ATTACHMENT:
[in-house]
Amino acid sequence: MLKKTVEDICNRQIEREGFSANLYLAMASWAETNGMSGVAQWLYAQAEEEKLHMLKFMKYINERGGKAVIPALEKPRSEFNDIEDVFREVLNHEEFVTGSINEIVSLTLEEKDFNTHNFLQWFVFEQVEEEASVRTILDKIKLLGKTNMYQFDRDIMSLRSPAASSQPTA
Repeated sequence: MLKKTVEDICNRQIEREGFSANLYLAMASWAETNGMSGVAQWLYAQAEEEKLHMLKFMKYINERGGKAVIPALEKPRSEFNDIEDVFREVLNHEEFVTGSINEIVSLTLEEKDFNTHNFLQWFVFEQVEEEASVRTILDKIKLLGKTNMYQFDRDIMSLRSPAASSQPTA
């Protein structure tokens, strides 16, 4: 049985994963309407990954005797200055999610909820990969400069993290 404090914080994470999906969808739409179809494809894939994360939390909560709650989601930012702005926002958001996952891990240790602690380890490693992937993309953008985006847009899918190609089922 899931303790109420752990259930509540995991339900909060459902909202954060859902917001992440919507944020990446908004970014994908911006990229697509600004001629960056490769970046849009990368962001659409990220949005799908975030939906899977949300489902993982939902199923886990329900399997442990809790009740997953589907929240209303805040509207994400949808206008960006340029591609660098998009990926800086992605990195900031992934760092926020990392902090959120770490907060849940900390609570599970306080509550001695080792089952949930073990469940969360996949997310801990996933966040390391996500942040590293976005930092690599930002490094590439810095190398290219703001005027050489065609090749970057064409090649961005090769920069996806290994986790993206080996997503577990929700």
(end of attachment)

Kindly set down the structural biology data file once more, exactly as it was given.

[in-house]
Amino acid sequence: MLKKTVEDICNRQIEREGFSANLYLAMASWAETNGMSGVAQWLYAQAEEEKLHMLKFMKYINERGGKAVIPALEKPRSEFNDIEDVFREVLNHEEFVTGSINEIVSLTLEEKDFNTHNFLQWFVFEQVEEEASVRTILDKIKLLGKTNMYQFDRDIMSLRSPAASSQPTA
Repeated sequence: MLKKTVEDICNRQIEREGFSANLYLAMASWAETNGMSGVAQWLYAQAEEEKLHMLKFMKYINERGGKAVIPALEKPRSEFNDIEDVFREVLNHEEFVTGSINEIVSLTLEEKDFNTHNFLQWFVFEQVEEEASVRTILDKIKLLGKTNMYQFDRDIMSLRSPAASSQPTA
């Protein structure tokens, strides 16, 4: 049985994963309407990954005797200055999610909820990969400069993290 404090914080994470999906969808739409179809494809894939994360939390909560709650989601930012702005926002958001996952891990240790602690380890490693992937993309953008985006847009899918190609089922 899931303790109420752990259930509540995991339900909060459902909202954060859902917001992440919507944020990446908004970014994908911006990229697509600004001629960056490769970046849009990368962001659409990220949005799908975030939906899977949300489902993982939902199923886990329900399997442990809790009740997953589907929240209303805040509207994400949808206008960006340029591609660098998009990926800086992605990195900031992934760092926020990392902090959120770490907060849940900390609570599970306080509550001695080792089952949930073990469940969360996949997310801990996933966040390391996500942040590293976005930092690599930002490094590439810095190398290219703001005027050489065609090749970057064409090649961005090769920069996806290994986790993206080996997503577990929700």